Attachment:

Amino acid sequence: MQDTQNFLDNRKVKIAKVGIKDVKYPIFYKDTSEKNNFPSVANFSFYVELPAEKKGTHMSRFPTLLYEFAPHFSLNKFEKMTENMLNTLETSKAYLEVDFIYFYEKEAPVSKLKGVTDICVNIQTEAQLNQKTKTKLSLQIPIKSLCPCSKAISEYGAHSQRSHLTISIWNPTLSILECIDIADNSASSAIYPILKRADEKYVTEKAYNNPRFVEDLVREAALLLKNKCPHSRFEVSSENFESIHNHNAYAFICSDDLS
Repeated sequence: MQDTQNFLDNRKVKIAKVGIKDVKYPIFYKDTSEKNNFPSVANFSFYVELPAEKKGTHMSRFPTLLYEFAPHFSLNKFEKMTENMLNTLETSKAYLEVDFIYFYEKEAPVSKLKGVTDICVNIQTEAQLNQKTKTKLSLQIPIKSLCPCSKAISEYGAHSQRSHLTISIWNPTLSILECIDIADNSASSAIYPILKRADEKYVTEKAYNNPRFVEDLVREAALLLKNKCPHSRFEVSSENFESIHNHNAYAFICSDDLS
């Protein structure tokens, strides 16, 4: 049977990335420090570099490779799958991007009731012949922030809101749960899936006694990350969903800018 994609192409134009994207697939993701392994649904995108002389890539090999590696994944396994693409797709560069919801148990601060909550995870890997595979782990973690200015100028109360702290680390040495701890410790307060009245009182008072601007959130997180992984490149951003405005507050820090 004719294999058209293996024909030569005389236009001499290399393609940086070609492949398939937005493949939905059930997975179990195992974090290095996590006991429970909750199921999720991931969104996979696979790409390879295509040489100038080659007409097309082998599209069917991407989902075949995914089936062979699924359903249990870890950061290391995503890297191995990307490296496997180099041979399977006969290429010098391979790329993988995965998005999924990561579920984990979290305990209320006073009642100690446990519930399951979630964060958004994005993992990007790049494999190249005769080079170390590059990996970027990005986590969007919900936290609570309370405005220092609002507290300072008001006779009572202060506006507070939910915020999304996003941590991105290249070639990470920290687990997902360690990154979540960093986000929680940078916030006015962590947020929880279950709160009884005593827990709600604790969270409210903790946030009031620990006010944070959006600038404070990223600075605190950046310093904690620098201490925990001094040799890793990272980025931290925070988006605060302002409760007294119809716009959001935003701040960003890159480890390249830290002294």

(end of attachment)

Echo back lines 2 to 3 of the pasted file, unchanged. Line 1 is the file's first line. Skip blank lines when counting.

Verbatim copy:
Repeated sequence: MQDTQNFLDNRKVKIAKVGIKDVKYPIFYKDTSEKNNFPSVANFSFYVELPAEKKGTHMSRFPTLLYEFAPHFSLNKFEKMTENMLNTLETSKAYLEVDFIYFYEKEAPVSKLKGVTDICVNIQTEAQLNQKTKTKLSLQIPIKSLCPCSKAISEYGAHSQRSHLTISIWNPTLSILECIDIADNSASSAIYPILKRADEKYVTEKAYNNPRFVEDLVREAALLLKNKCPHSRFEVSSENFESIHNHNAYAFICSDDLS
């Protein structure tokens, strides 16, 4: 049977990335420090570099490779799958991007009731012949922030809101749960899936006694990350969903800018 994609192409134009994207697939993701392994649904995108002389890539090999590696994944396994693409797709560069919801148990601060909550995870890997595979782990973690200015100028109360702290680390040495701890410790307060009245009182008072601007959130997180992984490149951003405005507050820090 004719294999058209293996024909030569005389236009001499290399393609940086070609492949398939937005493949939905059930997975179990195992974090290095996590006991429970909750199921999720991931969104996979696979790409390879295509040489100038080659007409097309082998599209069917991407989902075949995914089936062979699924359903249990870890950061290391995503890297191995990307490296496997180099041979399977006969290429010098391979790329993988995965998005999924990561579920984990979290305990209320006073009642100690446990519930399951979630964060958004994005993992990007790049494999190249005769080079170390590059990996970027990005986590969007919900936290609570309370405005220092609002507290300072008001006779009572202060506006507070939910915020999304996003941590991105290249070639990470920290687990997902360690990154979540960093986000929680940078916030006015962590947020929880279950709160009884005593827990709600604790969270409210903790946030009031620990006010944070959006600038404070990223600075605190950046310093904690620098201490925990001094040799890793990272980025931290925070988006605060302002409760007294119809716009959001935003701040960003890159480890390249830290002294």